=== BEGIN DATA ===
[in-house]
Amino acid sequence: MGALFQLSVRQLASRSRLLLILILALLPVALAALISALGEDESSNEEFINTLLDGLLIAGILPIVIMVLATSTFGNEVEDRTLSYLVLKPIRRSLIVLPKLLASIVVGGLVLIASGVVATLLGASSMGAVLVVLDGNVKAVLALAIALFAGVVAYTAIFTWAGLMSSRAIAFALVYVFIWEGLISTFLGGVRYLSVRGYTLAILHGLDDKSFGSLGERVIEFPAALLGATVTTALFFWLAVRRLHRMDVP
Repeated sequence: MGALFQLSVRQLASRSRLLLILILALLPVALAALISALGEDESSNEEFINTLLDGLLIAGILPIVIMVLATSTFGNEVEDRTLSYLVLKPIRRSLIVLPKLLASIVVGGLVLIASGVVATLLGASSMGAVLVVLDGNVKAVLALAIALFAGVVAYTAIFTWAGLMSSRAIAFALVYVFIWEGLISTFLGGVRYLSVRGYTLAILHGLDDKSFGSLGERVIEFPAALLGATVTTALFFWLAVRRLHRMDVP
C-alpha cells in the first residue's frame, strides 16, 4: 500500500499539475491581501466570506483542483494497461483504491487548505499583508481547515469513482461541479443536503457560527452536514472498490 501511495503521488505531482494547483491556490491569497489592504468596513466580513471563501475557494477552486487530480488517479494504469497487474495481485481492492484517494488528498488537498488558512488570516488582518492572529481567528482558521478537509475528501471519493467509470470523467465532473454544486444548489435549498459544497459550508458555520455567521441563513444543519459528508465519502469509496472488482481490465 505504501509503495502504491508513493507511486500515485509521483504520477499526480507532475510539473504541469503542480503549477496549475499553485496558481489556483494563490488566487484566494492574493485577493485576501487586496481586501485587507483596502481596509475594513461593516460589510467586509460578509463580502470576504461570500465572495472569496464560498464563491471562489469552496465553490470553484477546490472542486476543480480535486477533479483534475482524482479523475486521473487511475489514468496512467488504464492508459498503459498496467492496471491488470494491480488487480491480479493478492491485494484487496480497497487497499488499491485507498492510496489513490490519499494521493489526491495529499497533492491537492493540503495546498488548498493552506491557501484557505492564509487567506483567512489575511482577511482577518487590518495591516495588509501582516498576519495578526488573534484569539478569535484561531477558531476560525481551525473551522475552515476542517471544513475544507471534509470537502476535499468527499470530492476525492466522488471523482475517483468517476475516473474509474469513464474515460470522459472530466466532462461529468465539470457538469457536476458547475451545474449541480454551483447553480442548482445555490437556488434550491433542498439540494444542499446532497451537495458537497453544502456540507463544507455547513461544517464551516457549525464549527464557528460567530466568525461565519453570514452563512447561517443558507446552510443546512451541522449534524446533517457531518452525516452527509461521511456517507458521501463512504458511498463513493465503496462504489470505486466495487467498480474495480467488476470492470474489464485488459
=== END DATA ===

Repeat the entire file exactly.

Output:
[in-house]
Amino acid sequence: MGALFQLSVRQLASRSRLLLILILALLPVALAALISALGEDESSNEEFINTLLDGLLIAGILPIVIMVLATSTFGNEVEDRTLSYLVLKPIRRSLIVLPKLLASIVVGGLVLIASGVVATLLGASSMGAVLVVLDGNVKAVLALAIALFAGVVAYTAIFTWAGLMSSRAIAFALVYVFIWEGLISTFLGGVRYLSVRGYTLAILHGLDDKSFGSLGERVIEFPAALLGATVTTALFFWLAVRRLHRMDVP
Repeated sequence: MGALFQLSVRQLASRSRLLLILILALLPVALAALISALGEDESSNEEFINTLLDGLLIAGILPIVIMVLATSTFGNEVEDRTLSYLVLKPIRRSLIVLPKLLASIVVGGLVLIASGVVATLLGASSMGAVLVVLDGNVKAVLALAIALFAGVVAYTAIFTWAGLMSSRAIAFALVYVFIWEGLISTFLGGVRYLSVRGYTLAILHGLDDKSFGSLGERVIEFPAALLGATVTTALFFWLAVRRLHRMDVP
C-alpha cells in the first residue's frame, strides 16, 4: 500500500499539475491581501466570506483542483494497461483504491487548505499583508481547515469513482461541479443536503457560527452536514472498490 501511495503521488505531482494547483491556490491569497489592504468596513466580513471563501475557494477552486487530480488517479494504469497487474495481485481492492484517494488528498488537498488558512488570516488582518492572529481567528482558521478537509475528501471519493467509470470523467465532473454544486444548489435549498459544497459550508458555520455567521441563513444543519459528508465519502469509496472488482481490465 505504501509503495502504491508513493507511486500515485509521483504520477499526480507532475510539473504541469503542480503549477496549475499553485496558481489556483494563490488566487484566494492574493485577493485576501487586496481586501485587507483596502481596509475594513461593516460589510467586509460578509463580502470576504461570500465572495472569496464560498464563491471562489469552496465553490470553484477546490472542486476543480480535486477533479483534475482524482479523475486521473487511475489514468496512467488504464492508459498503459498496467492496471491488470494491480488487480491480479493478492491485494484487496480497497487497499488499491485507498492510496489513490490519499494521493489526491495529499497533492491537492493540503495546498488548498493552506491557501484557505492564509487567506483567512489575511482577511482577518487590518495591516495588509501582516498576519495578526488573534484569539478569535484561531477558531476560525481551525473551522475552515476542517471544513475544507471534509470537502476535499468527499470530492476525492466522488471523482475517483468517476475516473474509474469513464474515460470522459472530466466532462461529468465539470457538469457536476458547475451545474449541480454551483447553480442548482445555490437556488434550491433542498439540494444542499446532497451537495458537497453544502456540507463544507455547513461544517464551516457549525464549527464557528460567530466568525461565519453570514452563512447561517443558507446552510443546512451541522449534524446533517457531518452525516452527509461521511456517507458521501463512504458511498463513493465503496462504489470505486466495487467498480474495480467488476470492470474489464485488459